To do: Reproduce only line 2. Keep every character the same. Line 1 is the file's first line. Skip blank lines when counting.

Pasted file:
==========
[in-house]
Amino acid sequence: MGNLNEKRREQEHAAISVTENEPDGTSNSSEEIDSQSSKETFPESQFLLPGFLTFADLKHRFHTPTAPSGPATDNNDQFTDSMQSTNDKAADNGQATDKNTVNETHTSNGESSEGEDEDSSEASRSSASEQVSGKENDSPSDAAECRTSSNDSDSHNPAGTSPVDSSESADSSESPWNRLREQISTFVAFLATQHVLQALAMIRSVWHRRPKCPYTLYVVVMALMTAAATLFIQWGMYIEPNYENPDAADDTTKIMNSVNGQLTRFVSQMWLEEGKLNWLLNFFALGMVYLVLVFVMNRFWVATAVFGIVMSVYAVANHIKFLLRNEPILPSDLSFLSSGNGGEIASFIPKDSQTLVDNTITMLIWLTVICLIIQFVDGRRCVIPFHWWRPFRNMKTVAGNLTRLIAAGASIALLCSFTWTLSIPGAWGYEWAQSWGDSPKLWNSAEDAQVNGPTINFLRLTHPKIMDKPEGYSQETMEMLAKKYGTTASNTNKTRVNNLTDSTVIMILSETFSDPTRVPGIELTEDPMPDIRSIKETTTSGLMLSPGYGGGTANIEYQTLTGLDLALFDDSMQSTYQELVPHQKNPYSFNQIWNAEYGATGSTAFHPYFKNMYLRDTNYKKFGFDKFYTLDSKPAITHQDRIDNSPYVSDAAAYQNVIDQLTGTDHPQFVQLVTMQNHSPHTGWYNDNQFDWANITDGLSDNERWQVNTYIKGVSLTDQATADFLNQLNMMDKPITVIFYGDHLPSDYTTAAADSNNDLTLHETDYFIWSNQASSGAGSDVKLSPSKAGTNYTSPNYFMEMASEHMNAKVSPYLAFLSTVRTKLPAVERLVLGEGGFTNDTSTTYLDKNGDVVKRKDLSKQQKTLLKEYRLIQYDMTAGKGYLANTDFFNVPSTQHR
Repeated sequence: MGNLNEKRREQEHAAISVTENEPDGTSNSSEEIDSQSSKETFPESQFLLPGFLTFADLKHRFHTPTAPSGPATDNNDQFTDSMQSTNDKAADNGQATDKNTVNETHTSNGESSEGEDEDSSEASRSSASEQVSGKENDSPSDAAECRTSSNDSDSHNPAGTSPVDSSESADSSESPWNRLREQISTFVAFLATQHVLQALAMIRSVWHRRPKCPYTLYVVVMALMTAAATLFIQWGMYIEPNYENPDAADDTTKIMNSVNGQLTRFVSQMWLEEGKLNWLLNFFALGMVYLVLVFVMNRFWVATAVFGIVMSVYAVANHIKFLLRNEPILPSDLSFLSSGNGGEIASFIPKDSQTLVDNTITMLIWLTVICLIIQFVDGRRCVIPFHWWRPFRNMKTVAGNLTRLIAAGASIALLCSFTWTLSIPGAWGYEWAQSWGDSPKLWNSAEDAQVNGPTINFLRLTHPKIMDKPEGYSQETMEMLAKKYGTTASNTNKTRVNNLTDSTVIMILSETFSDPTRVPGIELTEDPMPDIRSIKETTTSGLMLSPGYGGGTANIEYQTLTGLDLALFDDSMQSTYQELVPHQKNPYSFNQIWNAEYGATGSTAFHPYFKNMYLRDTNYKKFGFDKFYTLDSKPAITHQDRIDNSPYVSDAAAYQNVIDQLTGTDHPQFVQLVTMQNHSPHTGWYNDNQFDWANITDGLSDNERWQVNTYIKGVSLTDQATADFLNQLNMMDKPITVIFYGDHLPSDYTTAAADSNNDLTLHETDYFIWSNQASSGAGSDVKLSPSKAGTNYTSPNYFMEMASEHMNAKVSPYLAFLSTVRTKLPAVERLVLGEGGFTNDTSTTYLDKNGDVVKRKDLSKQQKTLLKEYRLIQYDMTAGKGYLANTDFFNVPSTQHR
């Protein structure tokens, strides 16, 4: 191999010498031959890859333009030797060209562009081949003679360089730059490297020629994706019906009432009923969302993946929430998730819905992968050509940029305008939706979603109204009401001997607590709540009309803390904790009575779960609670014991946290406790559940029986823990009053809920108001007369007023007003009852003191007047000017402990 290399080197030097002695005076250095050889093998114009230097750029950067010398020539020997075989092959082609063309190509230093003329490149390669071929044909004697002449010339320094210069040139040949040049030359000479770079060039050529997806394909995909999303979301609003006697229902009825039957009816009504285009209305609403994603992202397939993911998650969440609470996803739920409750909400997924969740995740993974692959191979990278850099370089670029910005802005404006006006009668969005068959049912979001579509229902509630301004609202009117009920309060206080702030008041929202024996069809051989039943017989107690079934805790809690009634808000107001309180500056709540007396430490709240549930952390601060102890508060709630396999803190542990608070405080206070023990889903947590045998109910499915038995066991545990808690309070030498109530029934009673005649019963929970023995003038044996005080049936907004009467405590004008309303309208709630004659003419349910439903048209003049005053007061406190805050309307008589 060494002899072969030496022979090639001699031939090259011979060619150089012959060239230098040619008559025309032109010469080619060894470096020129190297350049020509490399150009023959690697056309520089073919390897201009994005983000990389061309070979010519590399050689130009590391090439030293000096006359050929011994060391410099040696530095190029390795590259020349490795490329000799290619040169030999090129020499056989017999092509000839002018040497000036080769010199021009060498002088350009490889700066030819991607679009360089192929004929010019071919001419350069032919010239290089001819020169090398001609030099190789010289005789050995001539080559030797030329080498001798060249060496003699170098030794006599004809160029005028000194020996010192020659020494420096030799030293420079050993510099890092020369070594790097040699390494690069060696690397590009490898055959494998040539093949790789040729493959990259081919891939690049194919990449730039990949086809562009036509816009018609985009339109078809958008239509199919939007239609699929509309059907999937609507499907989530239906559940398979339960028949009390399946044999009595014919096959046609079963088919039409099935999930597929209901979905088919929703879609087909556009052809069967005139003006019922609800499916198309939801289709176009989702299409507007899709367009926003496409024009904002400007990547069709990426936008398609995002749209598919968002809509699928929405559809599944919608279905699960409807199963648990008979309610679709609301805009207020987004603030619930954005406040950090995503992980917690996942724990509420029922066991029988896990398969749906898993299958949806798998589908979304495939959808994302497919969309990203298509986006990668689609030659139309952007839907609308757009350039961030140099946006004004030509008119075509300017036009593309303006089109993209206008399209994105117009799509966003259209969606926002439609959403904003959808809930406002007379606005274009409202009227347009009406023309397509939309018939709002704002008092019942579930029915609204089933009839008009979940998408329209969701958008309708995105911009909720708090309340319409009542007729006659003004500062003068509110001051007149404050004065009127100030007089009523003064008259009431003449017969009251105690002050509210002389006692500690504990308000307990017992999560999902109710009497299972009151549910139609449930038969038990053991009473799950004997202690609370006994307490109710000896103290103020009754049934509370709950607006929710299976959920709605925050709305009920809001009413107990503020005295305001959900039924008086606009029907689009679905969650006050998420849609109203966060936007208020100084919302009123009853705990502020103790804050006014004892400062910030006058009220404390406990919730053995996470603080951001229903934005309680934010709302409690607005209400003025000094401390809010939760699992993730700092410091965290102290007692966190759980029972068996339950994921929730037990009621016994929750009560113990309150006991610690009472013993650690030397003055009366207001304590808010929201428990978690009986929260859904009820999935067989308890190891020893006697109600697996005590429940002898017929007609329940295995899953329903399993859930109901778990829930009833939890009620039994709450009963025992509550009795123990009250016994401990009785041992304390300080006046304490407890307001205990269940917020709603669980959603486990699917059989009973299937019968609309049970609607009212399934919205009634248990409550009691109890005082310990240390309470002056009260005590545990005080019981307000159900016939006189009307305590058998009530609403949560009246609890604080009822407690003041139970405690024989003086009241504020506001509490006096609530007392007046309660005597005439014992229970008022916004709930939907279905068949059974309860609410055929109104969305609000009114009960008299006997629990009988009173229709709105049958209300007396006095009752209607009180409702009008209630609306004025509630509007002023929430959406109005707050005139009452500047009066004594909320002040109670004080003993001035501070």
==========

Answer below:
Amino acid sequence: MGNLNEKRREQEHAAISVTENEPDGTSNSSEEIDSQSSKETFPESQFLLPGFLTFADLKHRFHTPTAPSGPATDNNDQFTDSMQSTNDKAADNGQATDKNTVNETHTSNGESSEGEDEDSSEASRSSASEQVSGKENDSPSDAAECRTSSNDSDSHNPAGTSPVDSSESADSSESPWNRLREQISTFVAFLATQHVLQALAMIRSVWHRRPKCPYTLYVVVMALMTAAATLFIQWGMYIEPNYENPDAADDTTKIMNSVNGQLTRFVSQMWLEEGKLNWLLNFFALGMVYLVLVFVMNRFWVATAVFGIVMSVYAVANHIKFLLRNEPILPSDLSFLSSGNGGEIASFIPKDSQTLVDNTITMLIWLTVICLIIQFVDGRRCVIPFHWWRPFRNMKTVAGNLTRLIAAGASIALLCSFTWTLSIPGAWGYEWAQSWGDSPKLWNSAEDAQVNGPTINFLRLTHPKIMDKPEGYSQETMEMLAKKYGTTASNTNKTRVNNLTDSTVIMILSETFSDPTRVPGIELTEDPMPDIRSIKETTTSGLMLSPGYGGGTANIEYQTLTGLDLALFDDSMQSTYQELVPHQKNPYSFNQIWNAEYGATGSTAFHPYFKNMYLRDTNYKKFGFDKFYTLDSKPAITHQDRIDNSPYVSDAAAYQNVIDQLTGTDHPQFVQLVTMQNHSPHTGWYNDNQFDWANITDGLSDNERWQVNTYIKGVSLTDQATADFLNQLNMMDKPITVIFYGDHLPSDYTTAAADSNNDLTLHETDYFIWSNQASSGAGSDVKLSPSKAGTNYTSPNYFMEMASEHMNAKVSPYLAFLSTVRTKLPAVERLVLGEGGFTNDTSTTYLDKNGDVVKRKDLSKQQKTLLKEYRLIQYDMTAGKGYLANTDFFNVPSTQHR